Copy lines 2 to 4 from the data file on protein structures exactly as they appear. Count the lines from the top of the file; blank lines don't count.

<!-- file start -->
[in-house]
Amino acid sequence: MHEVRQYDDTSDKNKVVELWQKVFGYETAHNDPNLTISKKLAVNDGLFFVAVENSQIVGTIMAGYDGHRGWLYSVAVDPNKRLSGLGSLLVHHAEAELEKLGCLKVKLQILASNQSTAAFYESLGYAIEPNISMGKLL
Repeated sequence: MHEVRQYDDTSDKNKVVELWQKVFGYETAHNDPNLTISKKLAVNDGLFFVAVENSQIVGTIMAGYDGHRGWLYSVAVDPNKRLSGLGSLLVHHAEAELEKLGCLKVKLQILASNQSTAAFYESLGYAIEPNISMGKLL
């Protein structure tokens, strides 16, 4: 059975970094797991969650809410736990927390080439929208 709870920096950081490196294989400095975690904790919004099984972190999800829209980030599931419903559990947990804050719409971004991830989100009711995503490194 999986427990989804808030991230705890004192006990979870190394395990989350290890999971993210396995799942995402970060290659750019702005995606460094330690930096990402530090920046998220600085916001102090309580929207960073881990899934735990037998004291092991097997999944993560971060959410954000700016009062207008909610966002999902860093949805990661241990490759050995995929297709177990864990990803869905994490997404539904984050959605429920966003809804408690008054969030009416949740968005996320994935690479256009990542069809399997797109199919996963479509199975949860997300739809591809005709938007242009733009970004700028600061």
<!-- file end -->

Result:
Amino acid sequence: MHEVRQYDDTSDKNKVVELWQKVFGYETAHNDPNLTISKKLAVNDGLFFVAVENSQIVGTIMAGYDGHRGWLYSVAVDPNKRLSGLGSLLVHHAEAELEKLGCLKVKLQILASNQSTAAFYESLGYAIEPNISMGKLL
Repeated sequence: MHEVRQYDDTSDKNKVVELWQKVFGYETAHNDPNLTISKKLAVNDGLFFVAVENSQIVGTIMAGYDGHRGWLYSVAVDPNKRLSGLGSLLVHHAEAELEKLGCLKVKLQILASNQSTAAFYESLGYAIEPNISMGKLL
């Protein structure tokens, strides 16, 4: 059975970094797991969650809410736990927390080439929208 709870920096950081490196294989400095975690904790919004099984972190999800829209980030599931419903559990947990804050719409971004991830989100009711995503490194 999986427990989804808030991230705890004192006990979870190394395990989350290890999971993210396995799942995402970060290659750019702005995606460094330690930096990402530090920046998220600085916001102090309580929207960073881990899934735990037998004291092991097997999944993560971060959410954000700016009062207008909610966002999902860093949805990661241990490759050995995929297709177990864990990803869905994490997404539904984050959605429920966003809804408690008054969030009416949740968005996320994935690479256009990542069809399997797109199919996963479509199975949860997300739809591809005709938007242009733009970004700028600061």